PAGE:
I'm the opposite of busted pancreas and I don't think about who may have suffered worse then me but look at the majority of the population that is completely free of this nasty SOB while my life is turned completely upside down from it. Almost everyday I wake up in complete anger as "here we go again". It's maddening to me to think all the years that have gone by since the discovery of insulin and we are still going through the same exact crap on a regular basis.
Is it "from it" or from something else? I know lots of people who don't have diabetes who are droopy, bummed out, have depression disorders and other varied and wide ranging psychological problems. At this time of year, Seasonal Affective Disorder is very common, holiday stress, end of year work stress, shorter days and colder weather for people in the northern hemisphere, all kinds of reasons to be depressed. Diabetes is one of many things that are challenging.
i tend to agree, gary. we just have better 'tools' but we're not closer to a cure, IMO. plus, all these frickin' tools; yes, they give us better control but can also drive us nuts because the RESULTS are right there in our face, high...low...fix it, wait..over corrected, under corrected..vicious frickin rollercoaster.
I really wouldn't care so much if it was JUST the shots and/or the attention this disease demands (weighing, measuring, blah, blah, blah) and at this point, I try too to not think about 'complications'...but it's the feeling like crap all the time. who in their right mind would want to have to manually control one of their organs, their frickin blood sugars. I often think this is cruel..Damned if you do, damned if you don't...and we, as type 1's..if we DON'T we die. There are tons of horrible diseases and many suffer, that's for sure...but this is a real big one and we have to self manage it, no one else!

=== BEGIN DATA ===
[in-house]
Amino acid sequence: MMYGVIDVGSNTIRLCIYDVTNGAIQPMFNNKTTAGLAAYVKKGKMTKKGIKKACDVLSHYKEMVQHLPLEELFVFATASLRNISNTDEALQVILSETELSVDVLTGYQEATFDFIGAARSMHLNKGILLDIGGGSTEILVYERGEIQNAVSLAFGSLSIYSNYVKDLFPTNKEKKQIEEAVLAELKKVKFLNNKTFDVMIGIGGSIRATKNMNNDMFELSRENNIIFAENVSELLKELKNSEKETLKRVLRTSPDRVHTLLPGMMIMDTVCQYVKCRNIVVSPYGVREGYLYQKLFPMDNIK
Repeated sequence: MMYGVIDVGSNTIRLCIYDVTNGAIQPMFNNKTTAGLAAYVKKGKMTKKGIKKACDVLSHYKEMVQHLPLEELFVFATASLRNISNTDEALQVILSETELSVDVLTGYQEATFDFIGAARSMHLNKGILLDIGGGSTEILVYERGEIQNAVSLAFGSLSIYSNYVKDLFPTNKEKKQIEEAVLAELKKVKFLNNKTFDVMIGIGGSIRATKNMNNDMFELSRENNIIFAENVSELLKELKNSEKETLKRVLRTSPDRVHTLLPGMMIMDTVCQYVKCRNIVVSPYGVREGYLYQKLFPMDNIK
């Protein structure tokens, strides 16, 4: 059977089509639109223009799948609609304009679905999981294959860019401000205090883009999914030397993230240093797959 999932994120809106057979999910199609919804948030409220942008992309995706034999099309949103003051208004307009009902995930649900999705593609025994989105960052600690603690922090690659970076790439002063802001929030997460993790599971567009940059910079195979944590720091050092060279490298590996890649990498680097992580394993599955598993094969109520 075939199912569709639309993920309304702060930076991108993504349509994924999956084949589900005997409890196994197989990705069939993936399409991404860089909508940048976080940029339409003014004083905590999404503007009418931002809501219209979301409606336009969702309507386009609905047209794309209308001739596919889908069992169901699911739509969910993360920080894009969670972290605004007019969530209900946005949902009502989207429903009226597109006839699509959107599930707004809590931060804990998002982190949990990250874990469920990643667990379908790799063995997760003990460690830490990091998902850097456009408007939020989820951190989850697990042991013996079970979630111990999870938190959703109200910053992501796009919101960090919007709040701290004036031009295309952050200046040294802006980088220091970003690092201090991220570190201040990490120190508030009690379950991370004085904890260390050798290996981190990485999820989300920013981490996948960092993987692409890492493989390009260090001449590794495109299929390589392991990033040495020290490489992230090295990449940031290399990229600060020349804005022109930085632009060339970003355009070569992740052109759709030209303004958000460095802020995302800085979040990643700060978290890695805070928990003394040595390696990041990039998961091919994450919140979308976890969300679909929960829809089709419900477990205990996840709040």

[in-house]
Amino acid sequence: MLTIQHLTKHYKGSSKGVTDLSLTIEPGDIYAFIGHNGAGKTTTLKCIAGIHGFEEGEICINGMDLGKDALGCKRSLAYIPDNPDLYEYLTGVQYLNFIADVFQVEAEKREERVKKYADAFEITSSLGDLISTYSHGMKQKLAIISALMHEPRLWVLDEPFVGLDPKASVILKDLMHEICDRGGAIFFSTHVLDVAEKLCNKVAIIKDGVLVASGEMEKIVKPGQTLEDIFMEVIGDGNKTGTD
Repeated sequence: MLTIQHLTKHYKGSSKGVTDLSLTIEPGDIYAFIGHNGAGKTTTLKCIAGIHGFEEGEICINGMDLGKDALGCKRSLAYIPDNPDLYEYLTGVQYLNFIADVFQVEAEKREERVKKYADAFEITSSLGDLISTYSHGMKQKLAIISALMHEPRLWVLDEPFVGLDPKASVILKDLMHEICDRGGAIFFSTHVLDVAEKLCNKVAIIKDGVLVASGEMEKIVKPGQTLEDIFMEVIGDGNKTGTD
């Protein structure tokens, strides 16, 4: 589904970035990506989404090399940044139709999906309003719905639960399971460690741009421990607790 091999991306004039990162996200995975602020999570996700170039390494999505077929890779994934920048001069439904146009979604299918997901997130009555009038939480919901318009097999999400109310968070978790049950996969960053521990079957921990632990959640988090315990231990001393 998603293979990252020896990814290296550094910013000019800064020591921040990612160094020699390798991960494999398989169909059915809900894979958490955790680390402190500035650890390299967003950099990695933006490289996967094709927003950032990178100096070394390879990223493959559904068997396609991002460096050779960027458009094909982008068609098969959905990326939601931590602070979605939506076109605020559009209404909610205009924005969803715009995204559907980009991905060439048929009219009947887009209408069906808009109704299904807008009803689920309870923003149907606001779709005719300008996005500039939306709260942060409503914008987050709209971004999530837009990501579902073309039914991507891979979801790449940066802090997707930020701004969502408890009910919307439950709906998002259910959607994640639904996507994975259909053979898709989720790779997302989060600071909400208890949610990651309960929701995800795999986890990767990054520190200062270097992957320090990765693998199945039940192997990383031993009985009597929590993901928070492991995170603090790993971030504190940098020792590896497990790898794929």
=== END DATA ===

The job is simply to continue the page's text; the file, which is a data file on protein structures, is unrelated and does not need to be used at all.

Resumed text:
Things can always be worse but, when you'e dealing with diabetes, they could also have been a whole lot better. I don't credit diabetes with giving me anything positive. I've spent years working to manage this condition because that is what diabetes has forced me to do. We have an agreement. I do these things everyday and diabetes will allow me to lead a semi-normal life.
I try hard not to dwell on everything I could have spent my time and money on over the years if I didn't have to manage this condition.
This is not to say that I'm angry, or even bitter about having to do the things I have to do. I'm actually pretty neutral about the idea of having to stick, poke, and prod myself almost hourly. Taken individualy, each act I have to perform as part of my management program is really not that big of a deal to me. I just can't pretend to think, to myself, that I'm a better person than I would have been otherwise for having to do any of it.
I am extremely thankful, every hour of every day, that things are not worse because of my diabetes.